I should clarify. $500 in savings is on the high-end and comparing the worst season (summer months) v. December or January. But saving $500 is still possible. Even if lower $200-400 per month difference is still a lot of money in the long run. If I was you I would wait two months until Christmas (I mean, who wants to move into an apartment during Christmas?) or January to get an apartment simply because brokers and landlords are desperate. It's simple economics.

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Frayed Knot
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Re: NYC Housing--How much $$ do I need

Postby Frayed Knot » Tue Apr 14, 2015 12:21 pm

mvp99 wrote:I should clarify. $500 in savings is on the high-end and comparing the worst season (summer months) v. December or January. But saving $500 is still possible. Even if lower $200-400 per month difference is still a lot of money in the long run. If I was you I would wait two months until Christmas (I mean, who wants to move into an apartment during Christmas?) or January to get an apartment simply because brokers and landlords are desperate. It's simple economics.

That's starting to sound like a future BigLaw associate with an October start date might be better off shopping aggressively in October when they have the time to look around a lot. If the alternative is waiting until January and having to spend less time on the hunt, it sounds like they might not come out ahead. Or is the market really so much better in January that even a short search could result in savings?

mvp99
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Re: NYC Housing--How much $$ do I need

Postby mvp99 » Tue Apr 14, 2015 12:37 pm

Frayed Knot wrote:
mvp99 wrote:I should clarify. $500 in savings is on the high-end and comparing the worst season (summer months) v. December or January. But saving $500 is still possible. Even if lower $200-400 per month difference is still a lot of money in the long run. If I was you I would wait two months until Christmas (I mean, who wants to move into an apartment during Christmas?) or January to get an apartment simply because brokers and landlords are desperate. It's simple economics.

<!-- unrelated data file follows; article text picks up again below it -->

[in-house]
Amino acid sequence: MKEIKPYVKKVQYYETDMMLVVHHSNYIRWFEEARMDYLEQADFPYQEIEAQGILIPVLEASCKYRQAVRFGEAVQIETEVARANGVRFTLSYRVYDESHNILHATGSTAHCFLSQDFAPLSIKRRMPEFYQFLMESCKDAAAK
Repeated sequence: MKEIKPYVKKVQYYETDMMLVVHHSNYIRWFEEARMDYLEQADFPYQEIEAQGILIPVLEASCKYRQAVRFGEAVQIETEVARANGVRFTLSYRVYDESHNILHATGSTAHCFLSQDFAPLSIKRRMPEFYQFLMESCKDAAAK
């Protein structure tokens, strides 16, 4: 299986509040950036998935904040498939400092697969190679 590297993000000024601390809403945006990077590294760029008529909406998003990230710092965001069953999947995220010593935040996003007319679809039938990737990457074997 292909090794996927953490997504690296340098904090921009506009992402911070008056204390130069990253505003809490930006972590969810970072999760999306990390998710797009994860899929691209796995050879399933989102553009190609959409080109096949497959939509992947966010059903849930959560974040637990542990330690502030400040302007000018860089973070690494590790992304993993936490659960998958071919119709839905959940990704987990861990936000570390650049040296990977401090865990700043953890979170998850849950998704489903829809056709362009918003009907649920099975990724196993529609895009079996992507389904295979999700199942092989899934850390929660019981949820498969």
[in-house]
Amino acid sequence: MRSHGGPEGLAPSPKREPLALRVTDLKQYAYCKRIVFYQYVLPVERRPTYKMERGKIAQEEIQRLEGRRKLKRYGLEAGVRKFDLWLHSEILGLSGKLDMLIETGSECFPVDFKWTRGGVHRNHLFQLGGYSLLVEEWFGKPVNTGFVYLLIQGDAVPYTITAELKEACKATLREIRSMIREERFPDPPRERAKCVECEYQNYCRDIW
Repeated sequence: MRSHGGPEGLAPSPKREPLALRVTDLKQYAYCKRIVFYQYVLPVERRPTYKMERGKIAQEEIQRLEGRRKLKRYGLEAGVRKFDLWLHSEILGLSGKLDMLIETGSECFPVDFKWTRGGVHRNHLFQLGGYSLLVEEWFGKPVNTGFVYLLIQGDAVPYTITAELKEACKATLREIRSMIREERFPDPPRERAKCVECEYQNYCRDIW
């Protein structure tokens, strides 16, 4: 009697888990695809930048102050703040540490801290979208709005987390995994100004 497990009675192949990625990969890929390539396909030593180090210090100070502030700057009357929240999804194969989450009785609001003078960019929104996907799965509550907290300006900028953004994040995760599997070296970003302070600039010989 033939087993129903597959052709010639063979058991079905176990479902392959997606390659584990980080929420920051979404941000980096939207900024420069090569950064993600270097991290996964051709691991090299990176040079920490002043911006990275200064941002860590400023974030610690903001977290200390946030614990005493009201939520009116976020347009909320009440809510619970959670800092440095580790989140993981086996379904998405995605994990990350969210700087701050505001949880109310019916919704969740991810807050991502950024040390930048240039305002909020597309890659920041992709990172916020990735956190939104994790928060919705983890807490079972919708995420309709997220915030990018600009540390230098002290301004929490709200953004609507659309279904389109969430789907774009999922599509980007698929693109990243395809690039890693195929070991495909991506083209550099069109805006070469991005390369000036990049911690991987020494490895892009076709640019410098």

That's starting to sound like a future BigLaw associate with an October start date might be better off shopping aggressively in October when they have the time to look around a lot. If the alternative is waiting until January and having to spend less time on the hunt, it sounds like they might not come out ahead. Or is the market really so much better in January that even a short search could result in savings?


Forget what I said. Too general. Here is some really good specific info on when to expect the lowest rent prices. For some areas October is actually the lowest. http://www.mns.com/manhattan_rental_market_report

dixiecupdrinking
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Re: NYC Housing--How much $$ do I need

Postby dixiecupdrinking » Tue Apr 14, 2015 1:04 pm

Honestly I don't think there is any kind of systematic benefit to renting in certain months. Move when you need to move.

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Other25BeforeYou
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Re: NYC Housing--How much $$ do I need

Postby Other25BeforeYou » Tue Apr 14, 2015 1:19 pm

dixiecupdrinking wrote:Honestly I don't think there is any kind of systematic benefit to renting in certain months. Move when you need to move.

To the extent there is, all the articles I've seen suggest it's more on par with $50-100 a month. Maybe some people would want to crash on their friend's couch for a few months to save a max of $1200 a year, but particularly when you take into account the headache that will accompany trying to find a place and move in when you're a first-year associate who's working weekends...no.

dixiecupdrinking
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Re: NYC Housing--How much $$ do I need

Postby dixiecupdrinking » Tue Apr 14, 2015 1:42 pm

Yeah. I mean, I've rented a number of NYC apartments and while there might be some sort of nominal market-wide average price drop at certain times of the year, it's not like every apartment is going to be noticeably cheaper in January or whatever. Any changes are pretty much random and imperceptible. It's not like you're moving to State College.

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Monochromatic Oeuvre